Session Title: Genetics and Genomics of Rheumatic Diseases
Session Type: Abstract Submissions (ACR)
Background/Purpose: The aim of the current study was to investigate the influence of genetic and environmental factors in developing anti citrullianted-proteins antibodies (ACPA) and ACPA positive rheumatoid arthritis (RA), using a twin study approach.
Methods: We used a subset of the Swedish population based twin registry, which includes 12 590 monozygotic (MZ) and dizygotic (DZ) twins born 1958 or earlier, who had donated blood and provided information about smoking. RA was verified by data from national public care registers (1964-2009). All sera were analyzed for ACPA occurrence using a CCP2 ELISA with a cut off set to 25 U/ml. High titer of ACPA was defined as titers >75 U/ml. Twin concordance for ACPA occurrence was estimated by casewise concordance, tetrachoric correlation and odds ratios (OR). Odd ratios (OR) to develop ACPA and high titers of ACPA were calculated according to self-reported smoking status, cumulative dose of smoking and presence of any HLA_DRB1 shared epitope according to GWAS analysis. Twins were defined as smokers if they were or had been smoking regularly or occasionally. Cumulative dose of smoking was estimated by pack years.
Results: 350 out of 12590 tested individuals (2.8%) were positive for ACPA with 202 out of 12590 tested individuals (1.6%) having high titers of ACPA (>75 U/ml). 192 out of 12590 tested individuals were identified as having RA in the Swedish patient register during 1964-2009. The median age of the RA patients was 70 (range 53-94) and 73% were females. Monozygotic twins had an OR of 3.1 (95% CI 0.9-10) for developing ACPA, 7.9 (95% CI 1.7-37) for developing high titers of ACPA and 11.6 (95% CI 1.27-98.6) for developing ACPA+ RA if they had a co-twin with corresponding phenotype. Dizygotic twins had lower OR for developing ACPA (OR 1.8, 95% CI 0.5-5.8), high titers of ACPA (OR 3.6, 95% CI 0.8-16) and ACPA+ RA (OR 4.0, 95% CI 0.5-31.1) if they had a co-twin with corresponding phenotype. Smokers had an increased risk of developing ACPA (OR 1.33, 95% CI 1.08-1.63), high titer of ACPA (OR 1.63, 95% CI 1.22-2.18) and high titer ACPA+ without RA (OR 1.99, 95% CI 1.27-3.12) but not significantly increased OR for ACPA+ RA (OR 1.42, 95% CI 0.98-2.06). An increased cumulative dose of smoking was associated with ACPA, with the highest risk of developing ACPA among those smoking more than 10 pack years (OR 1.49, 95% 1.18-1.88). Presence of shared epitope conferred an increased risk of developing ACPA (OR 1.98, 95% 1.53-2.56), high titer ACPA (OR 3.12, 95% 2.15-4.54) and especially high titer ACPA+ RA (OR 7.09, 95% 3.69-13.65) with no significantly increased OR to develop high titer ACPA+ without RA (OR 1.17, 95% 0.81-1.69).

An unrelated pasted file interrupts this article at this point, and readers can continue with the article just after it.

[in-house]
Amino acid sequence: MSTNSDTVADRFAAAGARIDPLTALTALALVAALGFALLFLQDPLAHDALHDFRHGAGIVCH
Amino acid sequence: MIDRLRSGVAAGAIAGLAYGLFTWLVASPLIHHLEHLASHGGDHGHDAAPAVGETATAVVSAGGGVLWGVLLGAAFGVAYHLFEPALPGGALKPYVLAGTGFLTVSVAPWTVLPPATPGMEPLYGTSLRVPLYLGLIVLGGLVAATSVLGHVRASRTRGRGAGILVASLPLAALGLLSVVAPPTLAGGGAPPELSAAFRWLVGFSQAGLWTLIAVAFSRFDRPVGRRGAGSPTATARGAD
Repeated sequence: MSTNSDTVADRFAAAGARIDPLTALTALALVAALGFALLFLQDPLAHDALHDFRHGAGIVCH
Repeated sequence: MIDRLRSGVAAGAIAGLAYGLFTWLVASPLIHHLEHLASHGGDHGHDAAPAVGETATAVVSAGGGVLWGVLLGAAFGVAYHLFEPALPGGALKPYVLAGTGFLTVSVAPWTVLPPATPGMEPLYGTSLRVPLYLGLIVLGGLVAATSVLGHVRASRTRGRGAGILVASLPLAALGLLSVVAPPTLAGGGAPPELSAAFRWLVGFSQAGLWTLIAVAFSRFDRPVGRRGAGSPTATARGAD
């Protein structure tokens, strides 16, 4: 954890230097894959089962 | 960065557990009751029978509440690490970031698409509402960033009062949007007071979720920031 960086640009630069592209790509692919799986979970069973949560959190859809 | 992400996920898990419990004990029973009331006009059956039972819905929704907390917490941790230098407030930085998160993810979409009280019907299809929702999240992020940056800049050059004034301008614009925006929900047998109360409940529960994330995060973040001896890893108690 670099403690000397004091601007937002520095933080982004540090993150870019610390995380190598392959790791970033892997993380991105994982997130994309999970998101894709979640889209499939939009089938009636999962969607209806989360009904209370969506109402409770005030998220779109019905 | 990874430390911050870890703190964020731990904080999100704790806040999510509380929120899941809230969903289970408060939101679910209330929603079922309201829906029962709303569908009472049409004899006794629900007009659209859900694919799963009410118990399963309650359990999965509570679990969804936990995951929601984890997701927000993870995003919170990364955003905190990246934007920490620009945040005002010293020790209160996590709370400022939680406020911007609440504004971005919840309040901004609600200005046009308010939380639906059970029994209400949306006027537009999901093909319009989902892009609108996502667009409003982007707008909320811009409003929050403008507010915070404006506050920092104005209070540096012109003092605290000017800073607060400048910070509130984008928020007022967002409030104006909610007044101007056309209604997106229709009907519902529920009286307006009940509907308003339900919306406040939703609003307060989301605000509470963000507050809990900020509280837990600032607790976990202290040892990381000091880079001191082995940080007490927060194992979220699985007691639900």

Conclusion: Results from this large population-based cohort of middle-aged twins and measurements of ACPA at one time point indicate that environment, life style and stochastic factors (such as smoking) may be more important than genetics in determining which individuals that develop ACPA, whereas genetic factors (and in particular shared epitope) may have a larger impact in determining which persisting ACPA-positive individuals that will ultimately develop arthritis.
A. Haj Hensvold,
P. K. Magnusson,
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ACR Meeting Abstracts - https://acrabstracts.org/abstract/evidence-for-distinct-roles-of-environmental-and-genetic-factors-in-the-emergence-of-anti-citrullinated-protein-antibodies-positive-rheumatoid-arthritis-an-epidemiological-investigation-in-twins/